It was followed in 1993 by a sequel, Mario's Time Machine. This time, players had to travel throughout world history, and instead of answering basic trivia about cities, had to answer basic trivia about the people and places of the past instead.

They were, of course, awful. The games weren't very fun and weren't very educational, a problem most games of this ilk then (and even now) suffer from. But if you ever wanted to see Luigi teach you about Sydney, or listen to Mario bang on about the 17th century (he probably talks more in Mario's Time Machine than in any other game), these were your games.

They weren't the only Mario titles to appear on a PC; those two were just the ones handled by Radical. There were a few others, like a Mario Touch Typing title for Windows and some pre-school games that are so absurdly wonderful they'll star in their own Total Recall one day soon.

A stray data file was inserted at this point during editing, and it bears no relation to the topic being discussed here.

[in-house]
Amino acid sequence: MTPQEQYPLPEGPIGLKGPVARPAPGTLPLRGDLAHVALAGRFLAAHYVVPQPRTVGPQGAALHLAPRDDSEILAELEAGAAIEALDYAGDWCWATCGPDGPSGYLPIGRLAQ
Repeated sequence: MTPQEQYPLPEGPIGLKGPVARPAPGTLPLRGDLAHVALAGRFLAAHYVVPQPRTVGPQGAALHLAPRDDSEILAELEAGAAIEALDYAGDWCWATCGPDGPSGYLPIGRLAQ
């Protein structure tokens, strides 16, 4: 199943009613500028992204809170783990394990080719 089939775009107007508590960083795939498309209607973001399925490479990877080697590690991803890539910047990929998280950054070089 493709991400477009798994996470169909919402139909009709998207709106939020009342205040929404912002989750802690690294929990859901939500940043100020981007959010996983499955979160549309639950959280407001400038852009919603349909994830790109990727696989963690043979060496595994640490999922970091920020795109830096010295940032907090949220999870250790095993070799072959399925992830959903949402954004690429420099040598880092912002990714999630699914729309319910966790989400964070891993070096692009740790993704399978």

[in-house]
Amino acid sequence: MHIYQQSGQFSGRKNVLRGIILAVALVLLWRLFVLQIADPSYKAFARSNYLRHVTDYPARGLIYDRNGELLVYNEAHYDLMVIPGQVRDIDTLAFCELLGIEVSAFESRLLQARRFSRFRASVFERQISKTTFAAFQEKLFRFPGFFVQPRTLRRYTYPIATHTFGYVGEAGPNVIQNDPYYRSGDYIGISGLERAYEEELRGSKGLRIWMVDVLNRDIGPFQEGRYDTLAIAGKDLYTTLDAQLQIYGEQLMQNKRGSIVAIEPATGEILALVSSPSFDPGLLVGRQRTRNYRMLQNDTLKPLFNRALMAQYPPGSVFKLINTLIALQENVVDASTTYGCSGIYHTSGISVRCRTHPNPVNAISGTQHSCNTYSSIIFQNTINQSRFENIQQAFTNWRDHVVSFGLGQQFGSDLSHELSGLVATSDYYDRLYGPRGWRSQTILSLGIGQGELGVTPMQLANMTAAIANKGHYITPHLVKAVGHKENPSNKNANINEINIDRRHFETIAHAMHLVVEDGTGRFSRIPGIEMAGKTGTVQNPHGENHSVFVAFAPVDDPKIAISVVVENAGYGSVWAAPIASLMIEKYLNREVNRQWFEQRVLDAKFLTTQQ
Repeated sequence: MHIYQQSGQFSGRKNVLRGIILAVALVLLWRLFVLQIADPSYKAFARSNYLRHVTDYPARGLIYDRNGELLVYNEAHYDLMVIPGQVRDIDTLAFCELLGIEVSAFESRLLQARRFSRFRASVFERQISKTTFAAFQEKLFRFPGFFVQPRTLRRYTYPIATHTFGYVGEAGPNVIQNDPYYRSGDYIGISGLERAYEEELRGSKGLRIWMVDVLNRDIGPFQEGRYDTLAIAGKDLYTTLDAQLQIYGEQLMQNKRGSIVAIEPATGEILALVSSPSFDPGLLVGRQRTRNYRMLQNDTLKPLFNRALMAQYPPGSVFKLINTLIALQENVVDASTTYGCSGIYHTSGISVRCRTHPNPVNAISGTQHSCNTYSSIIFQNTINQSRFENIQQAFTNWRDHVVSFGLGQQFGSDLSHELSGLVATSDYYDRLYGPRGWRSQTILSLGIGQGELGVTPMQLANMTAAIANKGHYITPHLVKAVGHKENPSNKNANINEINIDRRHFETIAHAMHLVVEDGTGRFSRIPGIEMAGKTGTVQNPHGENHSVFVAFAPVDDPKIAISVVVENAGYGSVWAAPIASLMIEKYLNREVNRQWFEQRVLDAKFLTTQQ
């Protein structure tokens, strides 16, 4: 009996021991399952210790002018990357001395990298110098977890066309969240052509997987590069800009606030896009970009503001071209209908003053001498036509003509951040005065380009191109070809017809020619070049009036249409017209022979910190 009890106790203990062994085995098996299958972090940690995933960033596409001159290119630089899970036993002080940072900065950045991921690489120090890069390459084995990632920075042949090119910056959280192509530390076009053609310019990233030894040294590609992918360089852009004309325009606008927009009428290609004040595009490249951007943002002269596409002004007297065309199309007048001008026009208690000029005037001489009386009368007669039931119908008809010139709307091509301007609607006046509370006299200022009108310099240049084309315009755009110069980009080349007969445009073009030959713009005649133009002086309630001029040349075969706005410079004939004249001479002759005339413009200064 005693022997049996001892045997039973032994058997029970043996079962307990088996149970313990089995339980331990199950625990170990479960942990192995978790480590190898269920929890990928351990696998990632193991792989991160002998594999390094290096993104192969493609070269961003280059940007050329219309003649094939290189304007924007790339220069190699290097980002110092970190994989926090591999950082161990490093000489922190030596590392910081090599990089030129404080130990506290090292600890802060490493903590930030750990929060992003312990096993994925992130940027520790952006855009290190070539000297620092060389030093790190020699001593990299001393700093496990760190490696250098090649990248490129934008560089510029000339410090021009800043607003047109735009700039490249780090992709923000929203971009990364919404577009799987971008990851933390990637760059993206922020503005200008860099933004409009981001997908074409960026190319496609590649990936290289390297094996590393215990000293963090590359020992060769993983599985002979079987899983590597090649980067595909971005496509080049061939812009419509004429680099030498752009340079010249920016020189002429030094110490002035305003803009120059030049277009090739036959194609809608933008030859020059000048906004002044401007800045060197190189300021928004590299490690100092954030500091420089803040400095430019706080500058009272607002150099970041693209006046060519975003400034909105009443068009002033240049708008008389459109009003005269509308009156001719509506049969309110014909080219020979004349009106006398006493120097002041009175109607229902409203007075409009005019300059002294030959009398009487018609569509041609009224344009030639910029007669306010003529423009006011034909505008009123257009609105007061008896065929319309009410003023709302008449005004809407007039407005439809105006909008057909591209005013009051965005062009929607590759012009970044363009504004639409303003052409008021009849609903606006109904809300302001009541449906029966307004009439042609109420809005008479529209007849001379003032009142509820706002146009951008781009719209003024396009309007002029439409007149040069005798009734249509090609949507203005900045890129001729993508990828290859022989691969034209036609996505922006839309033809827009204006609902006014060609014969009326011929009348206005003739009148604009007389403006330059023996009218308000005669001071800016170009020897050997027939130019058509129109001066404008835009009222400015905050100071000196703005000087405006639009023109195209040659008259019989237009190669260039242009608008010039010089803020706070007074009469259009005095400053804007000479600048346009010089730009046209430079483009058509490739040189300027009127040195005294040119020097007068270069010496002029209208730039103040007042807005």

Most interesting, though, is 1995's Mario's Game Gallery, a collection of standard board and card games skinned to feature Nintendo characters. Despite being a weird little PC game, it's actually the first time Charles Martinet - who voices Mario to this day - sat down and recorded lines for the role.

It'd be fascinating to see the line at Nintendo HQ where it was OK to release a certain title on PC and where it wasn't. Famously, Doom creators id software got their start by perfectly porting Super Mario Bros. to the PC, an effort which Nintendo summarily declined to publish. Yet when it came to these, some of which had side-scrolling elements (and which were fit enough to be appear on the SNES) and others which were straight-up games, it was fine.


The lord may work in mysterious ways, but in the 1990s, so too did Nintendo.